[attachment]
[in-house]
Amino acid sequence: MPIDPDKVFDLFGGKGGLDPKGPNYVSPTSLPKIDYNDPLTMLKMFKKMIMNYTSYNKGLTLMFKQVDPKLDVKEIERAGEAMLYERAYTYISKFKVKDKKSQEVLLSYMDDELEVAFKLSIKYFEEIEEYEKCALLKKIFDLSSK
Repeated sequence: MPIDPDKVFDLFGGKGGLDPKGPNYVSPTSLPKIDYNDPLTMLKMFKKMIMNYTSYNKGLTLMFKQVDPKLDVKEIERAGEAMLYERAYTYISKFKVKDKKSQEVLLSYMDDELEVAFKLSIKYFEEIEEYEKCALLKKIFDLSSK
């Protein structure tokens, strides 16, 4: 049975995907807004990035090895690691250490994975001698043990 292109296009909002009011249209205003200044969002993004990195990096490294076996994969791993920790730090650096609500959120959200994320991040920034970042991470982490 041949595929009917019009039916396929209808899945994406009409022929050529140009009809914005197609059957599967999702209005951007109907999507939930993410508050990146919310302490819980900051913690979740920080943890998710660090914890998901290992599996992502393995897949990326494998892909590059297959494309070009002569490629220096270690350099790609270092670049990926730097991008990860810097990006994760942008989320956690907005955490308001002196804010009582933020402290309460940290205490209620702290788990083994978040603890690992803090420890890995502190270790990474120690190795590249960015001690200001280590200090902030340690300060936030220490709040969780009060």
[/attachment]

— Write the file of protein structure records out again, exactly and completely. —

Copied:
[in-house]
Amino acid sequence: MPIDPDKVFDLFGGKGGLDPKGPNYVSPTSLPKIDYNDPLTMLKMFKKMIMNYTSYNKGLTLMFKQVDPKLDVKEIERAGEAMLYERAYTYISKFKVKDKKSQEVLLSYMDDELEVAFKLSIKYFEEIEEYEKCALLKKIFDLSSK
Repeated sequence: MPIDPDKVFDLFGGKGGLDPKGPNYVSPTSLPKIDYNDPLTMLKMFKKMIMNYTSYNKGLTLMFKQVDPKLDVKEIERAGEAMLYERAYTYISKFKVKDKKSQEVLLSYMDDELEVAFKLSIKYFEEIEEYEKCALLKKIFDLSSK
């Protein structure tokens, strides 16, 4: 049975995907807004990035090895690691250490994975001698043990 292109296009909002009011249209205003200044969002993004990195990096490294076996994969791993920790730090650096609500959120959200994320991040920034970042991470982490 041949595929009917019009039916396929209808899945994406009409022929050529140009009809914005197609059957599967999702209005951007109907999507939930993410508050990146919310302490819980900051913690979740920080943890998710660090914890998901290992599996992502393995897949990326494998892909590059297959494309070009002569490629220096270690350099790609270092670049990926730097991008990860810097990006994760942008989320956690907005955490308001002196804010009582933020402290309460940290205490209620702290788990083994978040603890690992803090420890890995502190270790990474120690190795590249960015001690200001280590200090902030340690300060936030220490709040969780009060």